The plan is devised around two setting points, A and B, and two identical columns, A01 and B01, which run between the two. From the setting points, 30 more columns spiral outwards in each direction, creating a completely symmetrical form. Columns A01 and B01 form an archway, 3.3m in height. The remaining columns then get taller as they cantilever out to create a partly enclosed space.
At column B17 and A17, the pavilion reaches its highest point of 4.5m. From here, the beams reduce in height, eventually reconnecting with the floor to create benches at the tail end of each spiral. Ten equally spaced beams run in the voids between the columns, with the spacing becoming increasingly dense as the length of the columns reduce.
“The beams get closer and closer together until eventually they are close enough to form a comfortable seat at the ends,” says Katrina Scoufaridou.
A white, almost transparent stain was used to give the pavilion a lighter appearance. “It’s not a heavy structure, but there’s a lot of material. We thought this colour would help with fluidity and prevent it from feeling oppressive,” says Shaviv.
Two types of stain have been used. The first is Osmo, an environmentally friendly German product that has no biocides or preservatives and only uses aliphatic, a low-odour mineral spirit. The second, required when not enough Osmo was ordered, is from Sadolin.
“The difference is not very noticeable. Once the structure is complete, it will create subtle differences in shading,” says Shaviv.
One coat was applied to the vertical pieces, and a further coat has been applied to the horizontal stage and seating areas as these are more exposed to the rain.
A variety of bolts connect the beams and columns, although most are M12 hexagonal. The students decided to use bolts rather than screws so the structure could be more easily dismantled and rebuilt.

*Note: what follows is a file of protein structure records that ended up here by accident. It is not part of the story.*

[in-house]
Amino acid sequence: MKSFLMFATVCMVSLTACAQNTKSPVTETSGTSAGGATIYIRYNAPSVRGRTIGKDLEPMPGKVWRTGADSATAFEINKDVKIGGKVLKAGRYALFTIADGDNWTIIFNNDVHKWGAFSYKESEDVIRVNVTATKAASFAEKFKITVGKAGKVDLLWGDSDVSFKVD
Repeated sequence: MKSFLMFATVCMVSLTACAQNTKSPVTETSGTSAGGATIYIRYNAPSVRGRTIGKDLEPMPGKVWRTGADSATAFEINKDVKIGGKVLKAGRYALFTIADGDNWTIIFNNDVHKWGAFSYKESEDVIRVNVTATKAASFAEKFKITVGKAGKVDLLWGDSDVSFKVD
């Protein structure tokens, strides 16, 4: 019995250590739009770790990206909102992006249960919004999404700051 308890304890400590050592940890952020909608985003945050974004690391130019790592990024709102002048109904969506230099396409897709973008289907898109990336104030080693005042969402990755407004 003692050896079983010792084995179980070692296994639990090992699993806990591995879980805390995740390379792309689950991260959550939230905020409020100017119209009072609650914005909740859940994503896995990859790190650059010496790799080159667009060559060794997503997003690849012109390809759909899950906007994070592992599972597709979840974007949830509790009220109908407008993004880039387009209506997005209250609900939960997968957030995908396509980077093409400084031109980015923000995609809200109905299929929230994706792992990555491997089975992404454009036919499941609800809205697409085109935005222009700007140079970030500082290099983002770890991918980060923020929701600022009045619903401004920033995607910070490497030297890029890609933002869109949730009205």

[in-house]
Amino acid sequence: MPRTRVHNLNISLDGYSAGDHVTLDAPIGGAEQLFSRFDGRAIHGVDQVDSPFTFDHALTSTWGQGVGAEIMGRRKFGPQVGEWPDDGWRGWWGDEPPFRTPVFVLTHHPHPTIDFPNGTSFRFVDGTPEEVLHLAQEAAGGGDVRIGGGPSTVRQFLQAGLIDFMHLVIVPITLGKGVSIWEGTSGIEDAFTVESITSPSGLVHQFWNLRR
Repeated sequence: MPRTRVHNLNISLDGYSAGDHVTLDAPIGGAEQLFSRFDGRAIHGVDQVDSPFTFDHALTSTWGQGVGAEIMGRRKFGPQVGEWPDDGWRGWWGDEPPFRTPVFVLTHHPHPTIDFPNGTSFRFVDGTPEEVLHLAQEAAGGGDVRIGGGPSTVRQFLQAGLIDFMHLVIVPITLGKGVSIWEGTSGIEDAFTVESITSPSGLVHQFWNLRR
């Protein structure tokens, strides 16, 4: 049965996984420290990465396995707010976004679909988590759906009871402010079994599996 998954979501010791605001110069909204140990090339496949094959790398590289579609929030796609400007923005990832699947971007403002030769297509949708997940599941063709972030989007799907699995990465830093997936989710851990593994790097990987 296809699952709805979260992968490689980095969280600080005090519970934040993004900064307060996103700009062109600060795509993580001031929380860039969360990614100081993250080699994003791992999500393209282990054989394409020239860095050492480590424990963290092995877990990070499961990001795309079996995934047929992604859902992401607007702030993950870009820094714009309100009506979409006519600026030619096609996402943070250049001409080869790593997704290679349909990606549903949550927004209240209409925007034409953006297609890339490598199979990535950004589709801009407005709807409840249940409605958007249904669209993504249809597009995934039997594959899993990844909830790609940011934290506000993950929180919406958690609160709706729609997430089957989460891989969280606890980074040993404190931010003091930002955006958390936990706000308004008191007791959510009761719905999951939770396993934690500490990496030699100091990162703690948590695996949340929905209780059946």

“The easiest solution would have been to drill straight through,” says Shaviv. “Instead, we created pockets for the bolts with pre-cut holes. This way, you can reuse the bolt and you don’t cause any damage or weaken the structure. With screws, reassembling would have been a problem.”
The columns are also strengthened at their centre with steel plates that slot into pre-cut voids and are then bolted into position.
Arranging the Beams and Columns
Each beam and column has been carefully labelled to correlate with the plan. For example, beam A-12-T05 corresponds to column A-12, and is slotted between beam A-12-T04 and A-12-T06. The labels, cut into the timber surfaces, have been clearly left on display.
“It’s part of the detailing and tells the story of the structure,” says Scoufaridou. “It also means the pavilion can be easily dismantled, stored and rebuilt.”
The structure sits on two steel bases, each made up of four interconnected parts, which are prefabricated and coated with black primer by manufacturer Sheetfabs.
The students designed the base to weigh over 6 tonnes in order to secure the cantilevered columns. The pavilion will be lifted on to the carefully positioned base once it has been built.
Vertical steel sheets slot into pre-cut voids at the base of each column and are bolted to set the steel ends flush against the timber. This is the only visible evidence of the base as the steel floor is covered by a timber stage and seating.
Only five sections are not connected to the base — those at the end of each tail, which act as benches. These don’t require additional support; each bench is being made individually and bolted together.